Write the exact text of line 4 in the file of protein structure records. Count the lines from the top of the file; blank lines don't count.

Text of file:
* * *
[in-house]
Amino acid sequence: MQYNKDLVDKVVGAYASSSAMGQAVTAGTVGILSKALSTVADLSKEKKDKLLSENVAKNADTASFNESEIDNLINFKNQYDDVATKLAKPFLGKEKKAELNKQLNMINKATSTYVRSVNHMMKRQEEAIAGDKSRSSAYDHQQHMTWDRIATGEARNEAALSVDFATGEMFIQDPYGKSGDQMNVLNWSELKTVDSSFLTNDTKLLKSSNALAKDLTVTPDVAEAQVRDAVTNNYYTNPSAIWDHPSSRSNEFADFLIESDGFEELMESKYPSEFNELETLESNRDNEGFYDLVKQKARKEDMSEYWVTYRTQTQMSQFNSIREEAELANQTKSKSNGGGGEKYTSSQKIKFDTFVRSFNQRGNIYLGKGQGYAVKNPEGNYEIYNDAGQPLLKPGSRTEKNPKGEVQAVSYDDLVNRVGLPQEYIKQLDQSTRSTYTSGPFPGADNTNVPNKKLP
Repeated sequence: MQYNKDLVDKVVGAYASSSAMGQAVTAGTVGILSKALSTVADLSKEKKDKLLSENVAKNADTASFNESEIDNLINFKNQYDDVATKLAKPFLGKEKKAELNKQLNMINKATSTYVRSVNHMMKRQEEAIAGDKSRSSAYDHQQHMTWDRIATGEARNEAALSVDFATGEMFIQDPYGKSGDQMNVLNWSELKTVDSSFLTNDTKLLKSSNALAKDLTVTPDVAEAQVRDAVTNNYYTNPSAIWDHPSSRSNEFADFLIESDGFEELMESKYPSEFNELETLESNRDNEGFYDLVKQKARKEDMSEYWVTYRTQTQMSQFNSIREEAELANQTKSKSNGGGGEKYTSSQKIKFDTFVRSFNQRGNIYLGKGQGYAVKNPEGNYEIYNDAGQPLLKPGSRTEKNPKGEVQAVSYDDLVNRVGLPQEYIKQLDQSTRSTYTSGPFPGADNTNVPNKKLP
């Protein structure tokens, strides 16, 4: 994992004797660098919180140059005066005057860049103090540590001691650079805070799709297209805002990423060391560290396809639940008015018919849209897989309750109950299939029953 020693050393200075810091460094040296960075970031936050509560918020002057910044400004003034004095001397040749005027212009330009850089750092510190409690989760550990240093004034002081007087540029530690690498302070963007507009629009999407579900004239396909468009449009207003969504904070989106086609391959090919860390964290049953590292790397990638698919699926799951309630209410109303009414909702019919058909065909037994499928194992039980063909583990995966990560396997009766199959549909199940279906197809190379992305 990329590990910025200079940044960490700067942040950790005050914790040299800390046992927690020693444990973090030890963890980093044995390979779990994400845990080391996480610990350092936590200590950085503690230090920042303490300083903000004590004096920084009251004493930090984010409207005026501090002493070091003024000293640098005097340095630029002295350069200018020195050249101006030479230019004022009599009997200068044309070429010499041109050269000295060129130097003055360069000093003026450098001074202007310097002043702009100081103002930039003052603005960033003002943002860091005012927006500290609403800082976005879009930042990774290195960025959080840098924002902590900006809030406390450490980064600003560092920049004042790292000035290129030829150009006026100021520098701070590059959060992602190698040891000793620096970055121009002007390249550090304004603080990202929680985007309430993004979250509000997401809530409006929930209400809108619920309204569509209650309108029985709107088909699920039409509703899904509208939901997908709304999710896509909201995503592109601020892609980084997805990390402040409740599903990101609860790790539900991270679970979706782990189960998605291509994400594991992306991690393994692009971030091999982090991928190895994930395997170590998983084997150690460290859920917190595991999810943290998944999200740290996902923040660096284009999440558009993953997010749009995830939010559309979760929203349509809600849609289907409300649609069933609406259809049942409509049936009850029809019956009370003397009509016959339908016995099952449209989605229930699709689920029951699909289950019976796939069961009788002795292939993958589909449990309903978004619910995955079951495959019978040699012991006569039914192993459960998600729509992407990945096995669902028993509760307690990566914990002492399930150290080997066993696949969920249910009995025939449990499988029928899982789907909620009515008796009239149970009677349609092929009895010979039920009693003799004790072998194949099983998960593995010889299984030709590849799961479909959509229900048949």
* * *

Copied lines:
């Protein structure tokens, strides 16, 4: 994992004797660098919180140059005066005057860049103090540590001691650079805070799709297209805002990423060391560290396809639940008015018919849209897989309750109950299939029953 020693050393200075810091460094040296960075970031936050509560918020002057910044400004003034004095001397040749005027212009330009850089750092510190409690989760550990240093004034002081007087540029530690690498302070963007507009629009999407579900004239396909468009449009207003969504904070989106086609391959090919860390964290049953590292790397990638698919699926799951309630209410109303009414909702019919058909065909037994499928194992039980063909583990995966990560396997009766199959549909199940279906197809190379992305 990329590990910025200079940044960490700067942040950790005050914790040299800390046992927690020693444990973090030890963890980093044995390979779990994400845990080391996480610990350092936590200590950085503690230090920042303490300083903000004590004096920084009251004493930090984010409207005026501090002493070091003024000293640098005097340095630029002295350069200018020195050249101006030479230019004022009599009997200068044309070429010499041109050269000295060129130097003055360069000093003026450098001074202007310097002043702009100081103002930039003052603005960033003002943002860091005012927006500290609403800082976005879009930042990774290195960025959080840098924002902590900006809030406390450490980064600003560092920049004042790292000035290129030829150009006026100021520098701070590059959060992602190698040891000793620096970055121009002007390249550090304004603080990202929680985007309430993004979250509000997401809530409006929930209400809108619920309204569509209650309108029985709107088909699920039409509703899904509208939901997908709304999710896509909201995503592109601020892609980084997805990390402040409740599903990101609860790790539900991270679970979706782990189960998605291509994400594991992306991690393994692009971030091999982090991928190895994930395997170590998983084997150690460290859920917190595991999810943290998944999200740290996902923040660096284009999440558009993953997010749009995830939010559309979760929203349509809600849609289907409300649609069933609406259809049942409509049936009850029809019956009370003397009509016959339908016995099952449209989605229930699709689920029951699909289950019976796939069961009788002795292939993958589909449990309903978004619910995955079951495959019978040699012991006569039914192993459960998600729509992407990945096995669902028993509760307690990566914990002492399930150290080997066993696949969920249910009995025939449990499988029928899982789907909620009515008796009239149970009677349609092929009895010979039920009693003799004790072998194949099983998960593995010889299984030709590849799961479909959509229900048949």